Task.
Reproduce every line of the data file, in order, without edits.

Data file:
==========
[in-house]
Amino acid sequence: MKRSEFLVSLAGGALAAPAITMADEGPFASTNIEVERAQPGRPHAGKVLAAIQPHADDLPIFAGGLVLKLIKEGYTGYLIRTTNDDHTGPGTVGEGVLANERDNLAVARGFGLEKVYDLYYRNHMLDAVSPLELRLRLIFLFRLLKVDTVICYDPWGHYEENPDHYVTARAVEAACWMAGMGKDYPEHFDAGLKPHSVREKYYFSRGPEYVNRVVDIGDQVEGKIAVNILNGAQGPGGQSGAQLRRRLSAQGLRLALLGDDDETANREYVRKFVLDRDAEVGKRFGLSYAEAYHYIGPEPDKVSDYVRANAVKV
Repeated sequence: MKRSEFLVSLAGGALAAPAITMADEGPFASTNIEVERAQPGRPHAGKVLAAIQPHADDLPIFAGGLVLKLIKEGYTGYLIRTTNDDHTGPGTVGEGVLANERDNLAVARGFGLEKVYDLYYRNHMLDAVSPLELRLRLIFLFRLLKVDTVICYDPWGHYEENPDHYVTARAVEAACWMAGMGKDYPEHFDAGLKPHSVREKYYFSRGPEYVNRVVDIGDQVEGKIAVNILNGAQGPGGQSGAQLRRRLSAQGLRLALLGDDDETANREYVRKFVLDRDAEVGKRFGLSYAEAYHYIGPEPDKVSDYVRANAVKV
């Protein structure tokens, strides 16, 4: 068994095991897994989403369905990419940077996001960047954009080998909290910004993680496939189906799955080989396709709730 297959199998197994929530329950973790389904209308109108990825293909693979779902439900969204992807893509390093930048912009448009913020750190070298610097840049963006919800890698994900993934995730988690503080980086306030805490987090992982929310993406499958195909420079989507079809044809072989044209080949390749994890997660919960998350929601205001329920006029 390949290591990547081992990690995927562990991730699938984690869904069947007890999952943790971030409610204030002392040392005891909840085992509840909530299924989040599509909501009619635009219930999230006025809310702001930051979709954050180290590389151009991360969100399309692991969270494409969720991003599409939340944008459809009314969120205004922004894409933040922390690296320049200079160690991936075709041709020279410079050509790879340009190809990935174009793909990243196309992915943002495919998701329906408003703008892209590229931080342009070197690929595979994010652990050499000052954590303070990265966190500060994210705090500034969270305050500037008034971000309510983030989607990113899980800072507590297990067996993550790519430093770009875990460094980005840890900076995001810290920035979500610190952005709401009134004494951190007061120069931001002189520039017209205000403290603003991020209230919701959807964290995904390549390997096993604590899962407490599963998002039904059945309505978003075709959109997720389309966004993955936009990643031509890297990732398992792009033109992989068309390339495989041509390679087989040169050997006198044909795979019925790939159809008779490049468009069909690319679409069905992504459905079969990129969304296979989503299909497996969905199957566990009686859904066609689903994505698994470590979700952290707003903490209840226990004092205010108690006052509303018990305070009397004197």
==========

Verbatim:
[in-house]
Amino acid sequence: MKRSEFLVSLAGGALAAPAITMADEGPFASTNIEVERAQPGRPHAGKVLAAIQPHADDLPIFAGGLVLKLIKEGYTGYLIRTTNDDHTGPGTVGEGVLANERDNLAVARGFGLEKVYDLYYRNHMLDAVSPLELRLRLIFLFRLLKVDTVICYDPWGHYEENPDHYVTARAVEAACWMAGMGKDYPEHFDAGLKPHSVREKYYFSRGPEYVNRVVDIGDQVEGKIAVNILNGAQGPGGQSGAQLRRRLSAQGLRLALLGDDDETANREYVRKFVLDRDAEVGKRFGLSYAEAYHYIGPEPDKVSDYVRANAVKV
Repeated sequence: MKRSEFLVSLAGGALAAPAITMADEGPFASTNIEVERAQPGRPHAGKVLAAIQPHADDLPIFAGGLVLKLIKEGYTGYLIRTTNDDHTGPGTVGEGVLANERDNLAVARGFGLEKVYDLYYRNHMLDAVSPLELRLRLIFLFRLLKVDTVICYDPWGHYEENPDHYVTARAVEAACWMAGMGKDYPEHFDAGLKPHSVREKYYFSRGPEYVNRVVDIGDQVEGKIAVNILNGAQGPGGQSGAQLRRRLSAQGLRLALLGDDDETANREYVRKFVLDRDAEVGKRFGLSYAEAYHYIGPEPDKVSDYVRANAVKV
């Protein structure tokens, strides 16, 4: 068994095991897994989403369905990419940077996001960047954009080998909290910004993680496939189906799955080989396709709730 297959199998197994929530329950973790389904209308109108990825293909693979779902439900969204992807893509390093930048912009448009913020750190070298610097840049963006919800890698994900993934995730988690503080980086306030805490987090992982929310993406499958195909420079989507079809044809072989044209080949390749994890997660919960998350929601205001329920006029 390949290591990547081992990690995927562990991730699938984690869904069947007890999952943790971030409610204030002392040392005891909840085992509840909530299924989040599509909501009619635009219930999230006025809310702001930051979709954050180290590389151009991360969100399309692991969270494409969720991003599409939340944008459809009314969120205004922004894409933040922390690296320049200079160690991936075709041709020279410079050509790879340009190809990935174009793909990243196309992915943002495919998701329906408003703008892209590229931080342009070197690929595979994010652990050499000052954590303070990265966190500060994210705090500034969270305050500037008034971000309510983030989607990113899980800072507590297990067996993550790519430093770009875990460094980005840890900076995001810290920035979500610190952005709401009134004494951190007061120069931001002189520039017209205000403290603003991020209230919701959807964290995904390549390997096993604590899962407490599963998002039904059945309505978003075709959109997720389309966004993955936009990643031509890297990732398992792009033109992989068309390339495989041509390679087989040169050997006198044909795979019925790939159809008779490049468009069909690319679409069905992504459905079969990129969304296979989503299909497996969905199957566990009686859904066609689903994505698994470590979700952290707003903490209840226990004092205010108690006052509303018990305070009397004197």